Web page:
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Turnout saves bus program

Cut would have helped fund youth transit plan, but users had other ideas.

April 01, 2011|By Gretchen Meier, gretchen.meier@latimes.com

Nearly 20 BurbankBus riders packed City Hall Tuesday night to protest possible cuts to transportation services for seniors and disabled residents.

Their tactic worked.

City officials had held out the option of cutting the BurbankBus program — in which seniors and disabled passengers can call for free pickup and transit — to save money and fund the Got Wheels! youth transit service. But many who benefit from the program came out Tuesday night to support what they said was a vital source of transportation.

“If you took the Burbank transportation away from us, you would take my lifeline away from me,” said 56-year-resident Norma Banker. “I use it for all my medical, dental, grocery shopping and for my life. I use it for my life to live here in Burbank.”

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Pamela Ramseyer told the council that many people use the service to reach the Joslyn Adult Center, one of the only places they can get a decent free meal.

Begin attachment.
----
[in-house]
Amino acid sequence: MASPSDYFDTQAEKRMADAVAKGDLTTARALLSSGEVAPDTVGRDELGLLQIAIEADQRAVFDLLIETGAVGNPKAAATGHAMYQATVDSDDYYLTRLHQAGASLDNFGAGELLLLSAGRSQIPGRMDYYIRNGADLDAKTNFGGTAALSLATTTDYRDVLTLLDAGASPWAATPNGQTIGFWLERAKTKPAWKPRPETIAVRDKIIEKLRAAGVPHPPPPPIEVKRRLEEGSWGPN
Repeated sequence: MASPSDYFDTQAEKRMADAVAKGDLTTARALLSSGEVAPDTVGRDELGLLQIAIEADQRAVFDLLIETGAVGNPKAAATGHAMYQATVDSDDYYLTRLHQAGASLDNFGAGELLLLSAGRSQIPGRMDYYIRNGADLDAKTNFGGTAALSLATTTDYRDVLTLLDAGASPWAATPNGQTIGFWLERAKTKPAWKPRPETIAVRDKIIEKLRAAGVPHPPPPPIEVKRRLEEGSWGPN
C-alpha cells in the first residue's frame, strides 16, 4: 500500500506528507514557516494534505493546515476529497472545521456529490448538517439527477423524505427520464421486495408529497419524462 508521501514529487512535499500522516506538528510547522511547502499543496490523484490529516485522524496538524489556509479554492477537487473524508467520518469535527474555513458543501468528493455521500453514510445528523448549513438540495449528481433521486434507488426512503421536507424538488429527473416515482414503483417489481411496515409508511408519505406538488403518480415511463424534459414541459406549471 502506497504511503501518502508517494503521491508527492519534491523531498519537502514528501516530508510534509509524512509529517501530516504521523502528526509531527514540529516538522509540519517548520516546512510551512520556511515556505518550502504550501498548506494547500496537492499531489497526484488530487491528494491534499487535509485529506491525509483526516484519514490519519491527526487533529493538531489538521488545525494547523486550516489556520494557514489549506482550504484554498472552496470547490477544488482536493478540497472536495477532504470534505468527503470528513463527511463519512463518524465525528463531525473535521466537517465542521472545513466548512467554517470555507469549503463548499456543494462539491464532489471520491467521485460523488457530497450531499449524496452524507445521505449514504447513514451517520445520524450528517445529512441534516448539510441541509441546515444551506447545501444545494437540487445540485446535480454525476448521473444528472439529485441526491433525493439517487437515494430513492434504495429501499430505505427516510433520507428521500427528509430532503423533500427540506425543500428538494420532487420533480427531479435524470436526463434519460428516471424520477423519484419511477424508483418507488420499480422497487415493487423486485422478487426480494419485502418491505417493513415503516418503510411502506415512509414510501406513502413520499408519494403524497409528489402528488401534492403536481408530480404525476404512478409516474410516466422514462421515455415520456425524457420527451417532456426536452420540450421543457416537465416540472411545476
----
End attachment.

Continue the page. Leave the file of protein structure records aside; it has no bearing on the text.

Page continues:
The City Council acquiesced to the crowd’s demands, forcing city officials to focus on alternatives for maintaining the Got Wheels! program, which was created to encourage Burbank youth between the ages of 10 and 18 to move between youth-oriented sites after school and during the summer.

The program is currently paid for by county transportation funds, but city officials say they believe expenditures will deplete funding sources by as early as next year.

Alternatives include contracting out Got Wheels! and opening it up to the public, contracting all transportation services, retiring all city vehicles, streamlining the service and reducing service levels to the youth, senior and disabled transportation. The options could save the city between $100,000 to $160,000 annually.

Council members also suggested implementing a nominal fare and advertising, as well as even some out-of-the-box proposals, such as using funding for public art to decorate the buses.

“If we could justify transit as art and the bus is a moving sculpture, maybe,” said principle transportation planner David Kriske.
 
 

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